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24 - Sociology of Critique or Critical Theory? Luc Boltanski and Axel Honneth in Conversation with Robin Celikates

from Part VIII - Luc Boltanski in Conversation

Published online by Cambridge University Press:  05 December 2014

Luc Boltanski
Affiliation:
University of Paris
Axel Honneth
Affiliation:
Johann Wolfgang Goethe University
Robin Celikates
Affiliation:
Social Philosophy at the University
Simon Susen
Affiliation:
City University London
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Summary

The ‘sociology of critique’ and ‘critical theory’ offer different perspectives on the phenomenon of critique. The former approach has been developed by Luc Boltanski, as well as by other members of the Groupe de Sociologie Politique et Morale (GSPM), with the aim of providing an alternative to Pierre Bourdieu's ‘critical sociology’. The latter approach has been developed further by Axel Honneth, who proposes a ‘theory of recognition’, and whose work descends from the tradition of the Frankfurt School. Is critique, first and foremost, an achievement of ‘ordinary’ actors or a task of theory? What is the relationship between theory and practice? How can theory be critical and, at the same time, draw upon actors’ experiences and interpretations? These questions, as well as the – partly complementary and partly conflicting – answers given by the aforementioned approaches, both of which are crucial to contemporary debates in social philosophy, play a pivotal role in the following conversation.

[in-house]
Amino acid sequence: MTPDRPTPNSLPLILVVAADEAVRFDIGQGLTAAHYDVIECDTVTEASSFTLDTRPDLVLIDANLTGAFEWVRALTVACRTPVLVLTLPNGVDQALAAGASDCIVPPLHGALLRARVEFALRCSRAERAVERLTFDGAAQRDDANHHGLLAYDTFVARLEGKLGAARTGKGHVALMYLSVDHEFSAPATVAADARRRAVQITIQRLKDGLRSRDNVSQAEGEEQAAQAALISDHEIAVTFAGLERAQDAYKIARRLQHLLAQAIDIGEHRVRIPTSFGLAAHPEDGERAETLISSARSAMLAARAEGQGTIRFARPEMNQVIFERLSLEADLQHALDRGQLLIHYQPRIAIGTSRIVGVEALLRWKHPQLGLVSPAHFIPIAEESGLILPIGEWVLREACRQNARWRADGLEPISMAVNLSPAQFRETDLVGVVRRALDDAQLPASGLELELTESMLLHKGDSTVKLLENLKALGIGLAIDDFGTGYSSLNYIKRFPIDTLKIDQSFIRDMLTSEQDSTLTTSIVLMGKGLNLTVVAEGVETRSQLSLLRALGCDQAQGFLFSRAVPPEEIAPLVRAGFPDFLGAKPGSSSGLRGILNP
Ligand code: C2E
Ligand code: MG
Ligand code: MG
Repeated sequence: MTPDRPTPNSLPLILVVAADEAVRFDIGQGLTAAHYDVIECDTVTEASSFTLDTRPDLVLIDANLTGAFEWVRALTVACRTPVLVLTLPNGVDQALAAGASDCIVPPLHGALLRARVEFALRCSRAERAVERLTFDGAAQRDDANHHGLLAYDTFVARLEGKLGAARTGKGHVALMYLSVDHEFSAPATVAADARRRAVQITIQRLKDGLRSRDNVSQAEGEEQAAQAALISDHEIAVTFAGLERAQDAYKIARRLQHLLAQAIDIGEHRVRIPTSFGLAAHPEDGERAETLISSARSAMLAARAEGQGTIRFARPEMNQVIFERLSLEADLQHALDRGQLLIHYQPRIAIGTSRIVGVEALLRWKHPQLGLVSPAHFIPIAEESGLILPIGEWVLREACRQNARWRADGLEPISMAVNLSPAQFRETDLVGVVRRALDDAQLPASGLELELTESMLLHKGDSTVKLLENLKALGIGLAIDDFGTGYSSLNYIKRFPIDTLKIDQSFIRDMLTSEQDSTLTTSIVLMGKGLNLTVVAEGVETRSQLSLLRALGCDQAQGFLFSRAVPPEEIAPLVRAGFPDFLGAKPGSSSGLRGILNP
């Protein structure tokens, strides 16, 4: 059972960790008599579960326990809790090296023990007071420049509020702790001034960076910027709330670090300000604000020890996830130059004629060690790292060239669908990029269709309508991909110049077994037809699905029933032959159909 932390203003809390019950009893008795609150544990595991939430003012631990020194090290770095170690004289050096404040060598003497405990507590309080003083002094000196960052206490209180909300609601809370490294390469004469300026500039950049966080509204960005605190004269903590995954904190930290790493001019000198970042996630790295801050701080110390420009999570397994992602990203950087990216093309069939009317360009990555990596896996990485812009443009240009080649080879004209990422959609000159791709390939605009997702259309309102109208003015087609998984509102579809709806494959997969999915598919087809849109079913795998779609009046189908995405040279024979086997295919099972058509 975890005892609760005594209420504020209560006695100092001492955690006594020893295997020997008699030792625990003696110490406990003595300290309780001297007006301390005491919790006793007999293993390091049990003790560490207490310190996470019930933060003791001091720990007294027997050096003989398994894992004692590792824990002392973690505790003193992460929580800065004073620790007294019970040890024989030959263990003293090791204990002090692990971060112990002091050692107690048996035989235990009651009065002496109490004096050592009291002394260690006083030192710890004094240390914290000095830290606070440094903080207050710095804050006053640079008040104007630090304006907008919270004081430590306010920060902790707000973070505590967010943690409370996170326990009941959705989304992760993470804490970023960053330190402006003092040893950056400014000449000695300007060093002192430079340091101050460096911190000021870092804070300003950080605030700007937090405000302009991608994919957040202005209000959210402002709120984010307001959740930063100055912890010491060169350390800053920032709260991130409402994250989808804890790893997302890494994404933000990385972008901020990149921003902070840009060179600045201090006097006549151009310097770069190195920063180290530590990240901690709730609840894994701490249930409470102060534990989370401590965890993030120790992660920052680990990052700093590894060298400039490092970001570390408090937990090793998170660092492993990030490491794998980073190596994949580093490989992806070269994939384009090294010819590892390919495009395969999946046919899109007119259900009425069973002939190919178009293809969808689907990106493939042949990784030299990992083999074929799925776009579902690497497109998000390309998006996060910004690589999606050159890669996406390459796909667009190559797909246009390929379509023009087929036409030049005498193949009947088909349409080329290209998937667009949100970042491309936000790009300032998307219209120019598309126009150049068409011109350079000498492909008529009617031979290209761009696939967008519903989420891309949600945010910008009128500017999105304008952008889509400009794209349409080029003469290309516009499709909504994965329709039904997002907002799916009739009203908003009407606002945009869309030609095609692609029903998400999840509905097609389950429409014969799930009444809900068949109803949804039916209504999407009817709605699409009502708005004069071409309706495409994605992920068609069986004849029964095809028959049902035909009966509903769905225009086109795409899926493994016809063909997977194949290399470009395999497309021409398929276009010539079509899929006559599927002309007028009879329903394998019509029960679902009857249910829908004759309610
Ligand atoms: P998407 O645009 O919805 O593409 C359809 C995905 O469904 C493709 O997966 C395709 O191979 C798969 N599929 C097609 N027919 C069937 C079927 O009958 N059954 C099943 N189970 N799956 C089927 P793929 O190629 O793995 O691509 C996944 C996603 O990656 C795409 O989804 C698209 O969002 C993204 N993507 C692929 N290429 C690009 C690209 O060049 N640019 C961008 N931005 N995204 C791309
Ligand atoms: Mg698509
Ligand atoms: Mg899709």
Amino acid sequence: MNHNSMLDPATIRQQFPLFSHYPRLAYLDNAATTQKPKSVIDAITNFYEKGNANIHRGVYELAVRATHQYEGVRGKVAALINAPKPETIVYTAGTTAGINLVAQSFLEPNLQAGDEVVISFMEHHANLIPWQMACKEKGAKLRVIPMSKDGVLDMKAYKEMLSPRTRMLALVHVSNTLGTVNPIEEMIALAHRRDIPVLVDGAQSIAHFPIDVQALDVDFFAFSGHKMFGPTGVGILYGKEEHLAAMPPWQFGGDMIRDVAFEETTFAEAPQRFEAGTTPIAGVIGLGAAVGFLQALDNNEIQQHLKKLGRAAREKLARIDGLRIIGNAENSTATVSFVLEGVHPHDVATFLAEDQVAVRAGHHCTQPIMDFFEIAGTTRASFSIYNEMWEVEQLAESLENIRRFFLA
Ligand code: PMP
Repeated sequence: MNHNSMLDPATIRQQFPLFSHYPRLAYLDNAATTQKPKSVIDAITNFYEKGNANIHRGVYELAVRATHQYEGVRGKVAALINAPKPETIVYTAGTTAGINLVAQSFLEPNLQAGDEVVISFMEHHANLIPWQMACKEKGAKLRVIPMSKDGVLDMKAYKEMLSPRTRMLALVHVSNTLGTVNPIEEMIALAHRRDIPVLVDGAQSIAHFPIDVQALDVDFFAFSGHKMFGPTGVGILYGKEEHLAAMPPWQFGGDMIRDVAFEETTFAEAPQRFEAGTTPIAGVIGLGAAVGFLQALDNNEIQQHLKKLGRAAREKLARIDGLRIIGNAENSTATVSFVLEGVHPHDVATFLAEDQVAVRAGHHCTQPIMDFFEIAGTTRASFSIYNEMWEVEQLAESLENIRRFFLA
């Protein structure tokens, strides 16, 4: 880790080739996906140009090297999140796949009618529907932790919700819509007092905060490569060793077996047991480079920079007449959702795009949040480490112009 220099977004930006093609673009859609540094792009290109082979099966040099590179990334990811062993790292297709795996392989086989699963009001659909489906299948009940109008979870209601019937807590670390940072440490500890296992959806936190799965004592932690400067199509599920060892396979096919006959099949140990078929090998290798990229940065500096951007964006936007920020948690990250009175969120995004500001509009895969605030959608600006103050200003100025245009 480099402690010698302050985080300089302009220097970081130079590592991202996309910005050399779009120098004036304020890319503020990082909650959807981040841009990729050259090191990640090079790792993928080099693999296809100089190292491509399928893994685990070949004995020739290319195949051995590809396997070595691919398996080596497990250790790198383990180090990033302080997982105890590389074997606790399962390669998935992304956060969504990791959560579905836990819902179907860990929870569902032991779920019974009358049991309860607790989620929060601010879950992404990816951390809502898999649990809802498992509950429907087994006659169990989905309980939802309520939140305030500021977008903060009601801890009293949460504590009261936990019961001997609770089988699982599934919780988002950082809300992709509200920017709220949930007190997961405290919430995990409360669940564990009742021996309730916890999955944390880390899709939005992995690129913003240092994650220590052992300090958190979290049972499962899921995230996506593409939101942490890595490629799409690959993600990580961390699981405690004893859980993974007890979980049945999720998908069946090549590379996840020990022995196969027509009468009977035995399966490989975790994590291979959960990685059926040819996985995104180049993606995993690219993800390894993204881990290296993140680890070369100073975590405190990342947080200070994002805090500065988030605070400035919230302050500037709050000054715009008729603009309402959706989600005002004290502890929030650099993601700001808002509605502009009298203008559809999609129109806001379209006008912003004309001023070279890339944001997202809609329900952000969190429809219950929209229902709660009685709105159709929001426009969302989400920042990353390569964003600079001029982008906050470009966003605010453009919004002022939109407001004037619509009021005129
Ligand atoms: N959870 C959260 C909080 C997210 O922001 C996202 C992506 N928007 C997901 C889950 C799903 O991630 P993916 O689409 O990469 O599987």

I

Robin Celikates: Let us begin by reflecting upon the genesis of the two approaches. How have the sociology of critique and the theory of recognition developed as distinct paradigms? What role have diverging currents of thought, empirical issues, and specific intellectual constellations played in this respect? On the one hand, we have the tradition of critical theory and particularly its recent reorientation, proposed by Jürgen Habermas, as well as a certain dissatisfaction with the formal-pragmatic strategy, which suffers from a significant degree of ‘de-substantialization’ and ‘de-sociologization’. On the other hand, we find Pierre Bourdieu's critical sociology and the confrontation with empirical problems, which have led to the development of a new theoretical vocabulary aimed at making the description of certain social phenomena possible in the first place.

Luc Boltanski: I struggle with grand theoretical lines of development, especially at the moment, because – to borrow an expression used by Albert Hirschman – I am immersed in a phase characterized by a ‘propensity to self-subversion’.

Type
Chapter
Information
The Spirit of Luc Boltanski
Essays on the 'Pragmatic Sociology of Critique'
, pp. 561 - 590
Publisher: Anthem Press
Print publication year: 2014

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